KUALA LUMPUR: The Armed Forces of Philippines has dismissed Islamic State’s claim that Tuesday’s (Jul 31) van blast in southern Philippines was carried out by a foreign suicide bomber.
The van exploded at a security checkpoint in Lamitan city on the Basilan island, killing 10 people, including the driver.
The army said its initial investigations indicated that the vehicle could have been detonated remotely.
The blast came just days after Philippine President Rodrigo Duterte enacted an autonomy law in an attempt to bring peace to the conflict-torn Mindanao region.
“Our initial investigations show that it is not a suicide bombing as the driver stopped his van some 60 metres from the security checkpoint and asked people to help push the vehicle,” Lieutenant-Colonel Gerry Besana, spokesman of the armed forces' Western Mindanao Command, told Channel NewsAsia.
'BOMB COULD HAVE BEEN DETONATED REMOTELY'
“If he were really a suicide bomber, he would have tried to ram the van filled with IEDs (improvised explosive devices) into the security personnel at the checkpoint. Also, there was a good 20 minutes before the van exploded, indicating that someone else could have remotely detonated the explosives with a device,” Besana added.
Security analyst Professor Rommel Banlaoi told Channel NewsAsia that a burnt cover of a mobile phone was recovered from the blast site.
“The presence of a cellphone part indicated the likelihood that somebody other than the driver may have remotely fired the IED,” said Prof Banlaoi, who heads the Philippine Institute for Peace, Violence and Terrorism Research.
Prof Banloai said a drum believed to contain ammonium nitrate, fuel and oil was also recovered from the scene.
“So far the evidence found tend to negate the IS propaganda claim that the blast was a case of a Suicide Vehicle Borne Improvised Explosive Device (SVBIED),” Prof Banlaoi added.
Islamic State East Asia claimed responsibility for the attack, saying it was carried out by a Moroccan named Abu Khatir Al-Maghribi, but Besana dismissed this.
“IS likes to claim every attack. We have yet to establish the identity of van’s driver as his body was in a bad state. However, initial reports on the ground indicate he did not appear foreign,” said Besana.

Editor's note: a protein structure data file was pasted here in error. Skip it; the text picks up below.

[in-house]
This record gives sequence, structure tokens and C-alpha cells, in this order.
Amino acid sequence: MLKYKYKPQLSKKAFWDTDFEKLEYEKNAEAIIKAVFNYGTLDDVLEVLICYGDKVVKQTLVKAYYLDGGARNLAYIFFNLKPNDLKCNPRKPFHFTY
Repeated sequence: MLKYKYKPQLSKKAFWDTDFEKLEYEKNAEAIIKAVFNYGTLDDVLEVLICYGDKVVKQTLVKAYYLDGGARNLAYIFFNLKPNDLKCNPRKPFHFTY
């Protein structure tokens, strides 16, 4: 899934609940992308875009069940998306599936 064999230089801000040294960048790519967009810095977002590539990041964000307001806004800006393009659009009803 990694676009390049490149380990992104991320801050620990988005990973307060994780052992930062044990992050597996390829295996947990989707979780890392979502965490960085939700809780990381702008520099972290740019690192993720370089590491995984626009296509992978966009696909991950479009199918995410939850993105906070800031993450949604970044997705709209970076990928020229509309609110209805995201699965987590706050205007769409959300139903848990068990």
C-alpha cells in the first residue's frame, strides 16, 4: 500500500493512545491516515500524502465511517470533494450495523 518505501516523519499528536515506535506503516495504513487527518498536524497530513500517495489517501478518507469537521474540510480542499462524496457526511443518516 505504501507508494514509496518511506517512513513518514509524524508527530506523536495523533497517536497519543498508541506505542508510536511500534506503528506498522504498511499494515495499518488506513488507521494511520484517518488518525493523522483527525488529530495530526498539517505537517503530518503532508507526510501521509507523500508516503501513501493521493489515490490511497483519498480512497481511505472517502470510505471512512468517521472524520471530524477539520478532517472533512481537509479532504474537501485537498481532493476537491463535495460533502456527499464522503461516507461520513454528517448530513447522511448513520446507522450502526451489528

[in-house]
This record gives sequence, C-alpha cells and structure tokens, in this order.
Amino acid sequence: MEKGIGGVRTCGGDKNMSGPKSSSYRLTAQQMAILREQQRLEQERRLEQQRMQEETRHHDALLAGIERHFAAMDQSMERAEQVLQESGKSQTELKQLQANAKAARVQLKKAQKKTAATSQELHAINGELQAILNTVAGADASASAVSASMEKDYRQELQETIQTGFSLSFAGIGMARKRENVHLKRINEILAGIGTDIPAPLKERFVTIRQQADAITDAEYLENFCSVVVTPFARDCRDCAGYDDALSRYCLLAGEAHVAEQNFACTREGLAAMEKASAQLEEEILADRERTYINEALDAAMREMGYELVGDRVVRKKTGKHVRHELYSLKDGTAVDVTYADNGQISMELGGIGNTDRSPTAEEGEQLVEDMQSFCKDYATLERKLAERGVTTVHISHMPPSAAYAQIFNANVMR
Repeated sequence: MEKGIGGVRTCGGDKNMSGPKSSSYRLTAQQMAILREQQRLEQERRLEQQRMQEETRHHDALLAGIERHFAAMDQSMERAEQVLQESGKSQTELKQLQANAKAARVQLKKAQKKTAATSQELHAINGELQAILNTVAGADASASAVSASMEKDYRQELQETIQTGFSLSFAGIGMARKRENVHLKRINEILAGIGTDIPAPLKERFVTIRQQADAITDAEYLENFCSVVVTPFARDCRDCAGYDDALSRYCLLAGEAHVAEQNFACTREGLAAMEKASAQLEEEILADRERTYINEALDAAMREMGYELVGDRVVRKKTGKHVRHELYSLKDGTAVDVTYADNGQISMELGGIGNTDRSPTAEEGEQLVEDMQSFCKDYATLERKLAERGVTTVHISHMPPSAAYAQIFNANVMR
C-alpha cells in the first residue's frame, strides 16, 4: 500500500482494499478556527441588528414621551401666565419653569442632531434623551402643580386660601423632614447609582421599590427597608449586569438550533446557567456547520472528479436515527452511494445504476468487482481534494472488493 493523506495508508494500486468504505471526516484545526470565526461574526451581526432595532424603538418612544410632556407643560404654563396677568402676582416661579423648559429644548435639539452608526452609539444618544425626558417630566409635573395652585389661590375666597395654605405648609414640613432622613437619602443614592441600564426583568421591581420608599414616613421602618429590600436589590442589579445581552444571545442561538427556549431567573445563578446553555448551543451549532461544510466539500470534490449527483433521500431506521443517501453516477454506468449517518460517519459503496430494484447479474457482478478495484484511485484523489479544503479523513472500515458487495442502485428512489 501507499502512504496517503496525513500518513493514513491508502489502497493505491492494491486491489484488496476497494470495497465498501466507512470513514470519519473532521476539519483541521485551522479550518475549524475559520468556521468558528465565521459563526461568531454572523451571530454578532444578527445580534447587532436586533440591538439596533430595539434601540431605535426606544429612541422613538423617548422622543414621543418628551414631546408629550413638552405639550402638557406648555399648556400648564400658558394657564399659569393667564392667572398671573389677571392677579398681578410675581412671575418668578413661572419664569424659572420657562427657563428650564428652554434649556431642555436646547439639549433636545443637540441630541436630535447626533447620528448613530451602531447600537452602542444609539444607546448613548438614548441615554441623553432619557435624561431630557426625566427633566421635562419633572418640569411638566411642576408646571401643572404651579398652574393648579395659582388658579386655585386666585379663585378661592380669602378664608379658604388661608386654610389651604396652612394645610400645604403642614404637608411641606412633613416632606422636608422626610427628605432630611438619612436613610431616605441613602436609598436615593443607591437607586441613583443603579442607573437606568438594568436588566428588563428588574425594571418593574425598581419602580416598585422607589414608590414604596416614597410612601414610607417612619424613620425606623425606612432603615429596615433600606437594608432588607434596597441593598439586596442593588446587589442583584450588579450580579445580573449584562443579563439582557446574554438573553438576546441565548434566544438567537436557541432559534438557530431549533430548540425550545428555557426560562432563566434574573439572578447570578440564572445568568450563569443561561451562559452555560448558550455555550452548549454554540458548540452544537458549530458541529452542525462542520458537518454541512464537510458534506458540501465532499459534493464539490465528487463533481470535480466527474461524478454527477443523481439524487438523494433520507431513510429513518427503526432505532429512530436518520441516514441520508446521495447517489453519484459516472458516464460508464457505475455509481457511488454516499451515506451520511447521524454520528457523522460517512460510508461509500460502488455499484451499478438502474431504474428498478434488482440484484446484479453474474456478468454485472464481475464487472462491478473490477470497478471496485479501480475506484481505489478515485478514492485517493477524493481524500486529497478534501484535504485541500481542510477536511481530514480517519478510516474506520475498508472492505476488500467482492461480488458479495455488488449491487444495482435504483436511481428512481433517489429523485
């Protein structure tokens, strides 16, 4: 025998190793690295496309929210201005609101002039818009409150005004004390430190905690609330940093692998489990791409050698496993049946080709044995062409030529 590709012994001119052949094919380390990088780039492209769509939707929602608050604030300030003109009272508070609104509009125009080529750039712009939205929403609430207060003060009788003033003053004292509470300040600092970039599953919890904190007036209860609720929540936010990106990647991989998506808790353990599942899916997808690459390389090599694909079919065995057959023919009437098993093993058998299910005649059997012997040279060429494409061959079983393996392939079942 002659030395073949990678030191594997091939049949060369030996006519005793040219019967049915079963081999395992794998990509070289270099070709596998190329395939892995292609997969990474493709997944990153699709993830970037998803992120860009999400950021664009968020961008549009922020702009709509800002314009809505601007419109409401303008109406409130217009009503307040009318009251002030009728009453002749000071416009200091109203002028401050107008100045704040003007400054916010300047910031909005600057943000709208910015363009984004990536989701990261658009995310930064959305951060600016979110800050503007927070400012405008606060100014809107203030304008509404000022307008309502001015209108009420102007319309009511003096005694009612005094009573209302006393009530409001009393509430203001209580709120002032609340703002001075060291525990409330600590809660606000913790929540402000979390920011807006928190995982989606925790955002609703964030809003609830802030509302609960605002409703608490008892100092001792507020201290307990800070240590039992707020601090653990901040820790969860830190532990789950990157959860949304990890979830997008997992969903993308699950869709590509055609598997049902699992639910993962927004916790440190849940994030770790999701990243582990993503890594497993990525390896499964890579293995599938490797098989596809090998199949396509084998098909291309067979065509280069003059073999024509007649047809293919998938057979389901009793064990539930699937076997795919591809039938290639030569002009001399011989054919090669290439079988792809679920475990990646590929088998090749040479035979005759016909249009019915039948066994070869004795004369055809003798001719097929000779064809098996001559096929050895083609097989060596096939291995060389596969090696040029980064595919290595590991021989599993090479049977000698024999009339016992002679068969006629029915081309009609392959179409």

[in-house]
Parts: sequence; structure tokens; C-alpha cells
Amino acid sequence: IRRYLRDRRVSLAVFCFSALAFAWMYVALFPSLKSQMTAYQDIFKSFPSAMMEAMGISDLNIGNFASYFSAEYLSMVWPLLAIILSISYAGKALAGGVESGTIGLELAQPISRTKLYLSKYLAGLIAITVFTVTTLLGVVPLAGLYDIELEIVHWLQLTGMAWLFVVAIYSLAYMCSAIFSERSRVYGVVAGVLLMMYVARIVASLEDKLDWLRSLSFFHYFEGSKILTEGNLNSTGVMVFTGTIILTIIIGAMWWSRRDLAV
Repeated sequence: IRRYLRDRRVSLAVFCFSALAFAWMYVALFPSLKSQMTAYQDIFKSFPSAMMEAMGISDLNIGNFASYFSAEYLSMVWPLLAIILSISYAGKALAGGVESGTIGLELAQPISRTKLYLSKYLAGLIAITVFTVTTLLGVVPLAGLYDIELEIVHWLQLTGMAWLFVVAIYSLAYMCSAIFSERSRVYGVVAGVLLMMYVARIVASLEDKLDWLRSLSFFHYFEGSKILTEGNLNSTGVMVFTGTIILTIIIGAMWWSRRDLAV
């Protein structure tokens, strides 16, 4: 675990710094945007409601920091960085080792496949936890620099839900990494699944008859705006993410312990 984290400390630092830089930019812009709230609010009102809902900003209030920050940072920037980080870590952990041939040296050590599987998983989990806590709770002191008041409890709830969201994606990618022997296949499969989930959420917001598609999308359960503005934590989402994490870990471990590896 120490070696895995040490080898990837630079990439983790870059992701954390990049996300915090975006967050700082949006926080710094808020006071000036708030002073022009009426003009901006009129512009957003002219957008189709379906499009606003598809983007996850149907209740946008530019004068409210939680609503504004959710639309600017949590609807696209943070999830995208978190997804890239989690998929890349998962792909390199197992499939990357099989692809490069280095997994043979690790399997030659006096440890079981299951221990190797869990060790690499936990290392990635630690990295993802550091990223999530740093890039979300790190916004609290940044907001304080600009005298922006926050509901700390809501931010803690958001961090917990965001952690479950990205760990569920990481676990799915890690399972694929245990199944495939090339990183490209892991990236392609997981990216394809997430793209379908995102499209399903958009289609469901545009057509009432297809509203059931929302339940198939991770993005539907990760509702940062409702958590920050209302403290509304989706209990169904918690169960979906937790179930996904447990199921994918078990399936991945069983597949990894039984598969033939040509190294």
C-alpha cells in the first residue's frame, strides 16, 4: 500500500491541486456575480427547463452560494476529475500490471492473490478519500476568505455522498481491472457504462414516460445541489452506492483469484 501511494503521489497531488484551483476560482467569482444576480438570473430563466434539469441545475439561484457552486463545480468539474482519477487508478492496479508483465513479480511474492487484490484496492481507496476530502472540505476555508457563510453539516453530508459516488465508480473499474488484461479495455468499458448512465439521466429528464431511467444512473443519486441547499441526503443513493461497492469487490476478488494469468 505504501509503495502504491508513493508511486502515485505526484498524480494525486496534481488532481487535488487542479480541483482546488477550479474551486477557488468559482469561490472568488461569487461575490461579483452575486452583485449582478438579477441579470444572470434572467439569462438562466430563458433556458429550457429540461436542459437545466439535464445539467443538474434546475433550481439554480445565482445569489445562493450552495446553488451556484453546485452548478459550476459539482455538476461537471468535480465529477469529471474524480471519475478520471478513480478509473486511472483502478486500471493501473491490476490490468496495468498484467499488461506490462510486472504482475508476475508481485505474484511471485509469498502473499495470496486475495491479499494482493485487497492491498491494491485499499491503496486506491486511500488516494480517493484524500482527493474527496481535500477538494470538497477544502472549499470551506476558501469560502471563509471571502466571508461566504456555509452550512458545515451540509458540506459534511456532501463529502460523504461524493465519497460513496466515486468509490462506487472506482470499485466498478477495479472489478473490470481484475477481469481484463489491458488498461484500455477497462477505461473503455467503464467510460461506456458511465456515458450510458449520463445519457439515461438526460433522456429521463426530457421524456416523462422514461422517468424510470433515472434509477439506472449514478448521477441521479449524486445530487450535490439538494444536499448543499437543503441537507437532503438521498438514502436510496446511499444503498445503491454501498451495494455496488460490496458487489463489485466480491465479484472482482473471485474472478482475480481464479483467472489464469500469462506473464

“If he were foreign-looking, the security personnel would have detained him for questioning.”
The military believes that the attack could have been carried out by a faction of the notorious Abu Sayyaf group, led by Mike Lijal, alias Abu Fati.
“We have persistent reports that point to Abu Sayyaf as the group responsible for the IED explosion in Lamitan city, Basilan,” Armed Forces of Philippines spokesman Colonel Edgard Arevalo said in a press release.
ATTACK TO 'DRAW IN FUNDING FROM ABROAD'
According to Arevalo, the Abu Sayyaf group had demanded 50,000 pesos in extortion money which was refused by the local government. The group then carried out the bomb attack with the aim of drawing funding from abroad.
“By committing this dastardly and cowardly act, the Abu Sayyaf group wanted to reverse the decline in their manpower and firearms; to entice fresh recruits; to portray strength as a force capable of terrorist attack; and to draw foreign funding,” said Arevalo.
On Wednesday (Aug 1), 11 Abu Sayyaf members surrendered to the military on Sulu island, said the press release.
“Nevertheless, we are not discounting the possibility that they (IS) are indeed responsible - just as there is also a possibility that another group besides the Abu Sayyaf group could be responsible in that dastardly and cowardly terrorist act,” Arevalo said.
GOVERNMENT INTELLIGENCE INDICATED FOREIGN FIGHTERS, INCLUDING MALAYSIANS, WERE EXPECTED TO ARRIVE IN BASILAN
Security analyst Prof Banlaoi said a government intelligence report indicated that as early as Jul 19, Abu Fati and four others were planning to conduct a bombing operation in Lamitan “at any opportune time”.
“As of noon on Jun 30, it was reported that six unidentified Malaysian nationals were expected to arrive in Tuburan, Basilan, presumably in connection with the terror plot,” he added.
Military spokesman Besana said investigators believe that the van was meant to be deployed in downtown Lamitan on Tuesday, at a parade involving school children.
“If the van detonated there, many people would have died,” said Besana.